Micro Space - Segment Optimization [Sample]
Easily identify items you could recommend for a planogram that would produce more sales than an existing UPC, and know the right one to replace it. Easily compare items, brands, segments, and category $ and units per linear foot to determine productivity, and combine with margin to ensure any changes in distribution don't negatively impact profits - which can be a competitive advantage for your company in optimizing valuable shelf space.
Determine instances where a product went out-of-stock due to insufficient facings and shelf capacity. Often times, expanding the facings of a high-velocity item and discontinuing a slow mover can add incremental sales to your category. This also maintains high customer satisfaction because you are always in-stock on their favorite items and brands.
The ability to combine sales projections on high value and high promotion lift items with the capacity per shelf set by store can help identify those stores with insufficient shelf capacity to support base and promotional volume. These stores can then be allocated additional displays and product to support the anticipated increase in item velocity, and minimize out-of-stocks.
You might not have visibility to items and stores that should be scanning per the planogram set. With this integrated data, an item/store exception list can be generated and acted on to ensure planogram compliance and/or distribution voids are closed. These reports can be used on a regular basis to maintain shelf integrity across all stores and categories, and to monitor distribution of new items into shelf sets by store.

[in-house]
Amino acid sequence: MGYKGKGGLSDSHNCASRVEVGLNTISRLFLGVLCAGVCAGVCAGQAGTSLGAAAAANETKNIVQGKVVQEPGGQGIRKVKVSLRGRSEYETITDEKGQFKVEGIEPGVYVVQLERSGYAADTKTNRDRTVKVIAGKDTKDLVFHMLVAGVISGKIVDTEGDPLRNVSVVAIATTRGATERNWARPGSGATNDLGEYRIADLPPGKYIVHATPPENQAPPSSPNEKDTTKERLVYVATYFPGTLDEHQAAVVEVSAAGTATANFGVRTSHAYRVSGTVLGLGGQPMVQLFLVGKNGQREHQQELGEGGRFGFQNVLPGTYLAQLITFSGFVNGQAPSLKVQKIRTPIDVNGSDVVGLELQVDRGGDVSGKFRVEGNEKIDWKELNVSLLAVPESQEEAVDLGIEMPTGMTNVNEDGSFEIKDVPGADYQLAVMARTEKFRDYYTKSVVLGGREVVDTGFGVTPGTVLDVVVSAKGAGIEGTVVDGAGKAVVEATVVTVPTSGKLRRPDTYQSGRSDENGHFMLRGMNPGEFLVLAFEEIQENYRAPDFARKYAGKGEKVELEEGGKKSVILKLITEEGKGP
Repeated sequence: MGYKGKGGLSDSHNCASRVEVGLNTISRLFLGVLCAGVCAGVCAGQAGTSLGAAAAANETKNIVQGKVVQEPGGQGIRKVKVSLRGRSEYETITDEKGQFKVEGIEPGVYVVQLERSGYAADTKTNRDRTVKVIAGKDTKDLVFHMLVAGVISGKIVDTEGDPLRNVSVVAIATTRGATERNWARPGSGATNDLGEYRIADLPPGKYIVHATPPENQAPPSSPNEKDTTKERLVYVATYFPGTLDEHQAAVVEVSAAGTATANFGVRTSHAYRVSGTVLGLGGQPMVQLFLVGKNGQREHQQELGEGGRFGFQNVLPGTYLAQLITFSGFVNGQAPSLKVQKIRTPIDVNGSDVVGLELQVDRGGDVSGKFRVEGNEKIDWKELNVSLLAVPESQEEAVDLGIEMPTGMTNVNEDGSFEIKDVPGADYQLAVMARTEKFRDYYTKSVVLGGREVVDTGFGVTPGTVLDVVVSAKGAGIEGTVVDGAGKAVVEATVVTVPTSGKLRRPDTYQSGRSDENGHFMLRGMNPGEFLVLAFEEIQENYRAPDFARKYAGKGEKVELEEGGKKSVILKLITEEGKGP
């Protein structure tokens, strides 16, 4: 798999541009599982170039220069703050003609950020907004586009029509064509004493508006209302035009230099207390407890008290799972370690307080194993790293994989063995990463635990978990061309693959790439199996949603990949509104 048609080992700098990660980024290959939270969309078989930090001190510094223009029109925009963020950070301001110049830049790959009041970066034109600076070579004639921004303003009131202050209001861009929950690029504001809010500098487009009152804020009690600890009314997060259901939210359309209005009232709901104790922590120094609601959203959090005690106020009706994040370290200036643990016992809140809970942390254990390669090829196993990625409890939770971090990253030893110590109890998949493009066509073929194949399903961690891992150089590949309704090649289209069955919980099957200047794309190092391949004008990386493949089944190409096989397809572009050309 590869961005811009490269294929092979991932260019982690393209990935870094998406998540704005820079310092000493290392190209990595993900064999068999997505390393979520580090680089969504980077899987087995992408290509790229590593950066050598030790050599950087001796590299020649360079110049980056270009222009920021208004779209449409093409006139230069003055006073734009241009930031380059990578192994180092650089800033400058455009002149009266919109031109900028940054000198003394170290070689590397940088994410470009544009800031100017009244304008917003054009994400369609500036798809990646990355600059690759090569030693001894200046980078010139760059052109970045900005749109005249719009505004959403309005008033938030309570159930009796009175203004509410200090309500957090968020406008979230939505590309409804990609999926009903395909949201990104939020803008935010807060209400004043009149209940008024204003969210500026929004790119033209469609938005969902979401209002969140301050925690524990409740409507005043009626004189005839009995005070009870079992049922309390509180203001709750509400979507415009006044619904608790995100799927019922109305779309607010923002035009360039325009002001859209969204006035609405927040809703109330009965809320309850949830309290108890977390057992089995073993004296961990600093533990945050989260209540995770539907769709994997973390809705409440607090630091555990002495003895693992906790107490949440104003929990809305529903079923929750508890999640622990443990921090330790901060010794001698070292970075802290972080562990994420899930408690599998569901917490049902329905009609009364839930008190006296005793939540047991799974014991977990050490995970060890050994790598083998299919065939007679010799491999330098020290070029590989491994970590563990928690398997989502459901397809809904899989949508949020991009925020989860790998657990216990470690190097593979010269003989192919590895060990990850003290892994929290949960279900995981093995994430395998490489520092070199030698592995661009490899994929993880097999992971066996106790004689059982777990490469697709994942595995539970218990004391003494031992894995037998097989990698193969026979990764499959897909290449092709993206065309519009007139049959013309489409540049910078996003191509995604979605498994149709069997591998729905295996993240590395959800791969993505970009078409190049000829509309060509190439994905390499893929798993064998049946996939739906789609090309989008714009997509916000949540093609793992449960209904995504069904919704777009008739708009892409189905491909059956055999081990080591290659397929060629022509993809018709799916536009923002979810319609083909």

Imagine if you tried to use an online map that was missing large pieces of geography? How would you find your way to your destination if you are missing closed roads, major road construction, new roads, etc? Not to mention getting there quickly if that is important to you. This analogy to me describes looking at data in pieces and parts and never seeing the whole picture. If you have ever heard the phrase “you don’t know what you don’t know”, it really applies in retail analytics.
With most data served up in silos separately from other related data, you don’t always understand much of the cause and effect. By knocking down data silos to include movement and inventory data with planograms you can solve for many issues that can otherwise take months to discover. I will never forget showing my first heat map on space-to-sales analysis showing planograms without enough capacity to support weekend sales, and what lost sales were.
Unfortunately, integrated holistic insights are the exception not the rule today. With a partner like iControl we can make this a reality for you, and bring together the what, where, when with the who and why. Contact me to find out more at Lisa.Bohn@icontroldata.net.
Stay tuned for additional posts in this series on why holistic insights matter, let’s break down those data and business process silos!
Topics: Retail Insights & Analytics